Friday, June 23, 2006

Miksang photography

Hi there,

I have recently taken a photographic course called 'Miksang'. Miksang is Tibetan for 'good eye' and the art was introduced by a Buddhist teacher that learnt several art forms including poetry and photography.

The idea is that one enters the world and awaits 'flashes of perception' that reveal the true nature of things. These perceptions are then caught on camera for others to experience. So, normally, when one walks down a road and sees a car or bus or person, your mind immediately labels them as a car, a bus, a person, and then goes on to judge them: I like the car, I don't care about the bus, I don't like the person. In Miksang, one stops the mind from labelling and judging images and simply allows one to see them as they are: for their colour, texture and for the light falling.

So, as one walks down a road, the sight of bright yellow with hues of blue catches your eye: it is the reflection on the side of a yellow car but you train your mind to only see the colours. One then stops and connects with this image that stopped you. You ask yourself what is it that actually stopped me? Was it only the yellow and the reflected blue or was it also the top part of the wheel, the side of the door. Once you have discerned the image, worked out what actually stopped you, you can see the composition in your mind. You then, at the last stage of the process, raise the camera and take the photo. In Miksang, photography is only 10% of the 'art'.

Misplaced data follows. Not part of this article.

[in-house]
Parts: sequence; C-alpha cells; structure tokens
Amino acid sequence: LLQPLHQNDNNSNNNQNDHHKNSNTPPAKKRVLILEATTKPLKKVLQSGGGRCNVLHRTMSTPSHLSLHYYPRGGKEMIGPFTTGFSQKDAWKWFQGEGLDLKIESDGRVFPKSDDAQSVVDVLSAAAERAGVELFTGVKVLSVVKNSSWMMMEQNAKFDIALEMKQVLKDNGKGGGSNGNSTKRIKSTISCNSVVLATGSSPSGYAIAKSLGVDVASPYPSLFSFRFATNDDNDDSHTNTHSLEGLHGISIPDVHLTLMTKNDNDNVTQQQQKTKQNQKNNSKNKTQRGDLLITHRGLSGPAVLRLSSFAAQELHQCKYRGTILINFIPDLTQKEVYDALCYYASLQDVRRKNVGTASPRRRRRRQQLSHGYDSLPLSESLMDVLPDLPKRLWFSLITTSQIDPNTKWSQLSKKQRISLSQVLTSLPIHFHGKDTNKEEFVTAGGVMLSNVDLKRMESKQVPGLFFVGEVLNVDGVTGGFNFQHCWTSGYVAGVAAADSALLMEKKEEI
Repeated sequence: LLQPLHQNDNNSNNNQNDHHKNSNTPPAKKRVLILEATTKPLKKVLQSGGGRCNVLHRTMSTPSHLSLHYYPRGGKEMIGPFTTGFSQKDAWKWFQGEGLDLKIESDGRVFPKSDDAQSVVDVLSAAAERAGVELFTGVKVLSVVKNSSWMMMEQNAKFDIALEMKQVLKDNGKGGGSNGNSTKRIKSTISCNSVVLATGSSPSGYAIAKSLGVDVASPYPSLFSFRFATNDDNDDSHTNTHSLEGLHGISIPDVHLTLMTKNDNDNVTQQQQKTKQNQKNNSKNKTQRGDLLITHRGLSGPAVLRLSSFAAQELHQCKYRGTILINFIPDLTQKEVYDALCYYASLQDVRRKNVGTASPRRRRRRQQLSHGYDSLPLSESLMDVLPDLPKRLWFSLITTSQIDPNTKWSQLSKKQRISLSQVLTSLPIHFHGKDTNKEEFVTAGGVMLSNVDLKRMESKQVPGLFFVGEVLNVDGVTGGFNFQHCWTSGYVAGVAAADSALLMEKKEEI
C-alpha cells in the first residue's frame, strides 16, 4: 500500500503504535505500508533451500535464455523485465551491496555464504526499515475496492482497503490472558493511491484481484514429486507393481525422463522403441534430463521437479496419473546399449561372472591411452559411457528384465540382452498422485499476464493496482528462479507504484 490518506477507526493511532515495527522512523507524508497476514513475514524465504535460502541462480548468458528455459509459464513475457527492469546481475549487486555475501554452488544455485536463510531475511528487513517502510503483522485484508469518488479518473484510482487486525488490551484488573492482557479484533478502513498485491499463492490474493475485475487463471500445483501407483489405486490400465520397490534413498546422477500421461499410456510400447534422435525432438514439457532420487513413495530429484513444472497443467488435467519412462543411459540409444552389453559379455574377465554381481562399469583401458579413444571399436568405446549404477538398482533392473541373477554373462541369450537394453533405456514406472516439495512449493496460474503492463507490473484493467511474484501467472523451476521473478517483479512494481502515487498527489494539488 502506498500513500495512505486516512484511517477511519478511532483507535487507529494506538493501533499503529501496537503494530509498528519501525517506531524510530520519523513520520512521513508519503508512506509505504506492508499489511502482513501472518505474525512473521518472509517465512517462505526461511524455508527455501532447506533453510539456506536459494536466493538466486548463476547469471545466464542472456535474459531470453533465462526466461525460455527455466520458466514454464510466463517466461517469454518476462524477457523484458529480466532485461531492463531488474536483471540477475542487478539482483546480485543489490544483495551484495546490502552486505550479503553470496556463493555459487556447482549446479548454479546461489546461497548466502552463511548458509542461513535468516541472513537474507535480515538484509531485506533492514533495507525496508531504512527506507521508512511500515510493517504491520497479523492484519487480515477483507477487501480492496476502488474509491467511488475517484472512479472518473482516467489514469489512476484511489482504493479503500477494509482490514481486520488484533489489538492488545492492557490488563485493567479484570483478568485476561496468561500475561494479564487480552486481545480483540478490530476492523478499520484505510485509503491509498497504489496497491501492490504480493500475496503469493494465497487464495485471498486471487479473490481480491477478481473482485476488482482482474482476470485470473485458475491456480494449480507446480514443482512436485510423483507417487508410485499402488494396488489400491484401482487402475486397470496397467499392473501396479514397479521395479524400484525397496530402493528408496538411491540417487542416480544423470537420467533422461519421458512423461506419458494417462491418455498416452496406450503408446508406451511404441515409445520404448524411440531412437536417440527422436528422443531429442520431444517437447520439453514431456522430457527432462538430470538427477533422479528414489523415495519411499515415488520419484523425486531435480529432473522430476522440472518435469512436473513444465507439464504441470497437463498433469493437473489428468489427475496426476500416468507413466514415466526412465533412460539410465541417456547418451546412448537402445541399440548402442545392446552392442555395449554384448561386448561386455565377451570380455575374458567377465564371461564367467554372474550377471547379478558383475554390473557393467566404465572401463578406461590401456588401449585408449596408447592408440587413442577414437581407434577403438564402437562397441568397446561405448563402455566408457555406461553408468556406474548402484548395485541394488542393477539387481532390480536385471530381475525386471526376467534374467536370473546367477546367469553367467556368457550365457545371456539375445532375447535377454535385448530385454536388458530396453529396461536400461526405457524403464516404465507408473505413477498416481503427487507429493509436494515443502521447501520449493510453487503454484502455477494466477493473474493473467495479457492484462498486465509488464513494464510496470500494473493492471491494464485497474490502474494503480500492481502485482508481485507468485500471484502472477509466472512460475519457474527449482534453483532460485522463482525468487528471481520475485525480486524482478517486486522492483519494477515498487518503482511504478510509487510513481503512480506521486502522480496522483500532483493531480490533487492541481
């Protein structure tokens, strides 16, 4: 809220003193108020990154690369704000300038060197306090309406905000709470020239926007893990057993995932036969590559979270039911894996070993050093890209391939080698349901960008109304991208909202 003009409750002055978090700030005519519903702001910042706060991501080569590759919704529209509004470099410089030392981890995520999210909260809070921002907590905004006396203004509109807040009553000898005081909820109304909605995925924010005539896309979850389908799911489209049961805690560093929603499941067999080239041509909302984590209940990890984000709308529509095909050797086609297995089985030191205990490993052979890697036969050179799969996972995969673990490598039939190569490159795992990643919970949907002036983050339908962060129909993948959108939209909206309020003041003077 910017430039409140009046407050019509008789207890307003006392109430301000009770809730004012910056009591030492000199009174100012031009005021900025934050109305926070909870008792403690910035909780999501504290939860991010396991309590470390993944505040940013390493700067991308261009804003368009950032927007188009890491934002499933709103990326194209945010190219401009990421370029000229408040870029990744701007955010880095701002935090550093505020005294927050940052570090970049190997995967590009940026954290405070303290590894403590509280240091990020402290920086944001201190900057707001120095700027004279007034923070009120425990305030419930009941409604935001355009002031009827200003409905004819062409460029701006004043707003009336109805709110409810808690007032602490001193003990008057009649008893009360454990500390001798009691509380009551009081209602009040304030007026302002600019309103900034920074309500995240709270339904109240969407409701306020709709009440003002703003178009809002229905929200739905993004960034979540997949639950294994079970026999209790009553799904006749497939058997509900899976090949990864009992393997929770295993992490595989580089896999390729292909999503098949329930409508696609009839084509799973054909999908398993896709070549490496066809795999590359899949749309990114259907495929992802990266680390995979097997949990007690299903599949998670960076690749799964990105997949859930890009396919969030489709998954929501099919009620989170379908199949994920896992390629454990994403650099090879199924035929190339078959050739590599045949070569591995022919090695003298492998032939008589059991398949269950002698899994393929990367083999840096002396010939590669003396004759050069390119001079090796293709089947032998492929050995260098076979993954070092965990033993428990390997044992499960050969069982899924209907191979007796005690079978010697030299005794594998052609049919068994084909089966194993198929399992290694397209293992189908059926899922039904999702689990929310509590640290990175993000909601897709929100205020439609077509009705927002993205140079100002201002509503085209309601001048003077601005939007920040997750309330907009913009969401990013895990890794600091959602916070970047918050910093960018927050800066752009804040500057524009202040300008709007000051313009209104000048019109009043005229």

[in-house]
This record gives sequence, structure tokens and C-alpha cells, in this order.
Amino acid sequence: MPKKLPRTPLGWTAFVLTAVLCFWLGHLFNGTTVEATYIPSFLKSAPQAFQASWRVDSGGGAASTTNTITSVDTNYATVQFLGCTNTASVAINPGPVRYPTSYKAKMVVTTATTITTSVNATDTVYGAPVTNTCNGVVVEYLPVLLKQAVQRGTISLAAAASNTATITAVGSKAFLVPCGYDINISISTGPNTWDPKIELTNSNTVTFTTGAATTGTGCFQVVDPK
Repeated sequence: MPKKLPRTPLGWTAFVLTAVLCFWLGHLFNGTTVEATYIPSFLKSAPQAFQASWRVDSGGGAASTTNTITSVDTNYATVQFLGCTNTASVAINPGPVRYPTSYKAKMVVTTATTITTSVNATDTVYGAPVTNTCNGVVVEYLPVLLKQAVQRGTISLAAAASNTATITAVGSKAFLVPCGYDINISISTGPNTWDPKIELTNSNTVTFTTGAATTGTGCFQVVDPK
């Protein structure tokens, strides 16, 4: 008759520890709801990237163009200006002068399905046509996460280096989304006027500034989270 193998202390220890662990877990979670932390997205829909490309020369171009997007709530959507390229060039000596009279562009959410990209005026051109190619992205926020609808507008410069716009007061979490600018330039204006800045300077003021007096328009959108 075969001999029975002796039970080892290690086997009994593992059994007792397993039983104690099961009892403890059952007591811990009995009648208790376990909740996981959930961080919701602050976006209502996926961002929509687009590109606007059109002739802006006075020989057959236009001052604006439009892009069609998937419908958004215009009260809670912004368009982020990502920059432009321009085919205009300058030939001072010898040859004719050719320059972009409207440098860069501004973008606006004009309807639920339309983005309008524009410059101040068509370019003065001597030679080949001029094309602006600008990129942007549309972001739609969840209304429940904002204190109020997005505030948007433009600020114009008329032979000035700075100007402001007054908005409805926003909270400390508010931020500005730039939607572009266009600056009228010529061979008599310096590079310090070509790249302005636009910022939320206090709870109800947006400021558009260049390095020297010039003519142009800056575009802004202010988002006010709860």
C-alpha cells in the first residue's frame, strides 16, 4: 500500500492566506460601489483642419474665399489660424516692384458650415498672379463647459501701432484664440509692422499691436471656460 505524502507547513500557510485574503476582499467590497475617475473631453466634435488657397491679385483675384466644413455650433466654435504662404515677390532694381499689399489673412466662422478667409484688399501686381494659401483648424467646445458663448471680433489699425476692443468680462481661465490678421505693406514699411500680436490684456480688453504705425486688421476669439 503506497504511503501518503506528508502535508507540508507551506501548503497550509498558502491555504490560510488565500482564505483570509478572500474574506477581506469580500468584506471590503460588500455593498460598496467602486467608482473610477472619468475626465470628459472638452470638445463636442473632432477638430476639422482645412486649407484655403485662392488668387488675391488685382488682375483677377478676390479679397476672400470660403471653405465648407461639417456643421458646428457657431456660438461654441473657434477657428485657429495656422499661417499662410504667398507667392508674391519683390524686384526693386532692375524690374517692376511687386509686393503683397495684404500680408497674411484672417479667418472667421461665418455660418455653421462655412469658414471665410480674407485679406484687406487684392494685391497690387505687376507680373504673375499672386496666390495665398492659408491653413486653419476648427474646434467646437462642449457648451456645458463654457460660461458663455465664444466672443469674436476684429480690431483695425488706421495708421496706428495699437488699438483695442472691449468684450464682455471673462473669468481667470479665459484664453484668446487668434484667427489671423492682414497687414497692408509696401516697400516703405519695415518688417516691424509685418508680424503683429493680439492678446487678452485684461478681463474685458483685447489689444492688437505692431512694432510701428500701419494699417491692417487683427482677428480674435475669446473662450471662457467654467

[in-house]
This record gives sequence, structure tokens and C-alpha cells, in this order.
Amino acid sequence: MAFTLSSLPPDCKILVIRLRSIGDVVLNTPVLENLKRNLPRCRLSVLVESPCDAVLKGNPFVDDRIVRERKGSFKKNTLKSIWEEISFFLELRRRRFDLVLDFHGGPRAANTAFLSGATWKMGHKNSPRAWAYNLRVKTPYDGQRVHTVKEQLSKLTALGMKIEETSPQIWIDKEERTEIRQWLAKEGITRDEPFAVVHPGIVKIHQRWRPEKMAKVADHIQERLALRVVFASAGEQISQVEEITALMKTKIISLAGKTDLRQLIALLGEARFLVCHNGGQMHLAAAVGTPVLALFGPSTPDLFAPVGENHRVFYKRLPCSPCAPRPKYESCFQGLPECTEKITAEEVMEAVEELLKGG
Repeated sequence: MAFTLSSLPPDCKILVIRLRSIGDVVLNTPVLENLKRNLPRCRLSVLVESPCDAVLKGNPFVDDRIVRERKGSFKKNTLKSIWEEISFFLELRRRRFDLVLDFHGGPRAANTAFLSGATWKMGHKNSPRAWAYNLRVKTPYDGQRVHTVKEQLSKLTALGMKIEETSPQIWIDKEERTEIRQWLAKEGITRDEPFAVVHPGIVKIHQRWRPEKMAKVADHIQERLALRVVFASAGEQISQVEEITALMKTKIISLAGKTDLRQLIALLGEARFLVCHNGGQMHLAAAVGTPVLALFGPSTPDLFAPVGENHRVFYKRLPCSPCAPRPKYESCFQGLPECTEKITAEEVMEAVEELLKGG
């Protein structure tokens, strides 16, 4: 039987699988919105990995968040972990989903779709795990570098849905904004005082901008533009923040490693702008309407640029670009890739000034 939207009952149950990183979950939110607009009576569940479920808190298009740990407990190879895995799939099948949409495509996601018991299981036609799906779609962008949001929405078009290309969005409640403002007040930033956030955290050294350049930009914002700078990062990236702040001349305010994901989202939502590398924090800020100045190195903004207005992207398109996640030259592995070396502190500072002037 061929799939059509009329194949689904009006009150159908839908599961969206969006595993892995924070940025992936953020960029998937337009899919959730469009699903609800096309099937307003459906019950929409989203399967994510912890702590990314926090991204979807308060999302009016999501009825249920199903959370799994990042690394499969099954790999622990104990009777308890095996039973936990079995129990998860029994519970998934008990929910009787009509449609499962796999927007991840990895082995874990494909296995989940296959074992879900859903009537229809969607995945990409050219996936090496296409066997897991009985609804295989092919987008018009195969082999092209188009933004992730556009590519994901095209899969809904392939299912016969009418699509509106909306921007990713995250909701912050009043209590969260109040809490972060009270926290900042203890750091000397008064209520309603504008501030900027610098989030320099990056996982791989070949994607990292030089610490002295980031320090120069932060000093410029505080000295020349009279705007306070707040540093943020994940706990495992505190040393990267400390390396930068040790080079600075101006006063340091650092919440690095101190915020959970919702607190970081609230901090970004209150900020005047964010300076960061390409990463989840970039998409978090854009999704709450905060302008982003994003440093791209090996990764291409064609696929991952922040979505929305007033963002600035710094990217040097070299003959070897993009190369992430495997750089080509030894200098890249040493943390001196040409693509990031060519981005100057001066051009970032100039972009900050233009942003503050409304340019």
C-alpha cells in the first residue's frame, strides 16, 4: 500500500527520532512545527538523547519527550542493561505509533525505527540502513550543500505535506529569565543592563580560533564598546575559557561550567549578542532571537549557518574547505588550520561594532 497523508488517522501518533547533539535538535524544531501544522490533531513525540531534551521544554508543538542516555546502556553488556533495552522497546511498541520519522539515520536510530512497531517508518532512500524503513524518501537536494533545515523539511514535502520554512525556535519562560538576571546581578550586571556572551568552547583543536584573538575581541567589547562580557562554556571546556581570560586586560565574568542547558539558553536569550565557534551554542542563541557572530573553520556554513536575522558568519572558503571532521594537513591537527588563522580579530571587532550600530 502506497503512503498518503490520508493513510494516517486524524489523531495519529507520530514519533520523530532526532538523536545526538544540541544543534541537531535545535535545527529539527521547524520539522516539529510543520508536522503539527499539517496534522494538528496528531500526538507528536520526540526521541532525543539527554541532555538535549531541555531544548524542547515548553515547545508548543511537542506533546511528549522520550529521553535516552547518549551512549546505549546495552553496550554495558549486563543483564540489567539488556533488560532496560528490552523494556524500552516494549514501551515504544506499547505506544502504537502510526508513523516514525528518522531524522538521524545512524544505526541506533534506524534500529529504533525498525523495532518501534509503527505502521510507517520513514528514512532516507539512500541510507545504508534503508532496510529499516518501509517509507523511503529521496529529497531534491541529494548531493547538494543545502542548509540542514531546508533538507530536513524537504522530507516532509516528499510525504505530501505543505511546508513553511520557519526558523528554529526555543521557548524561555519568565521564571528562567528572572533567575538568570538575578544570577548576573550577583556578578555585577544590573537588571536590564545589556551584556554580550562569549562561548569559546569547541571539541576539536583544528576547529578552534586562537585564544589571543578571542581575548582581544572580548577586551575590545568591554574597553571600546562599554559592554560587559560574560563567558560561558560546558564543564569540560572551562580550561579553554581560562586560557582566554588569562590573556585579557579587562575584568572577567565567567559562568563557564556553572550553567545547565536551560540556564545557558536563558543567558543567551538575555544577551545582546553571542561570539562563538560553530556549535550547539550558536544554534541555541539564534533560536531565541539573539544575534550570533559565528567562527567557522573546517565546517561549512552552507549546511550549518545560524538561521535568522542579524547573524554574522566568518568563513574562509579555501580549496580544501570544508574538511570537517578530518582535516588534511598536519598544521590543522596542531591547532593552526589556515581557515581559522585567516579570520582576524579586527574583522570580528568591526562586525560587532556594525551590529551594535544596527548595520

I have four images below that sort of gives you an idea as to what I mean. Comments on this style of photography are welcome but the photos are just examples and are not there to be rated. If you are interested, the website is


The yellow and green contrast 'stopped me ' as I walked past this restaurant in Halifax.

The red colour of this discarded sweet against the grey stone caught my attention.

I walked past a small car park and at the end was an old mattress with these blankets thrown on them. The image immediately held me there for a while. As I walked up I worked out what actually stopped me, framed the image in my mind and then took the photo. It was the combination of the colour, the texture of the blankets and the light falling on the mattress that stopped me.

I walked into a cafe and at the very end was this woman looking at the monitor. Again, this 'perception' stopped me completely. The blue dress, the drab wall colour, the monitors staring out, and the light. Oh, and her hand making the connection with the computer.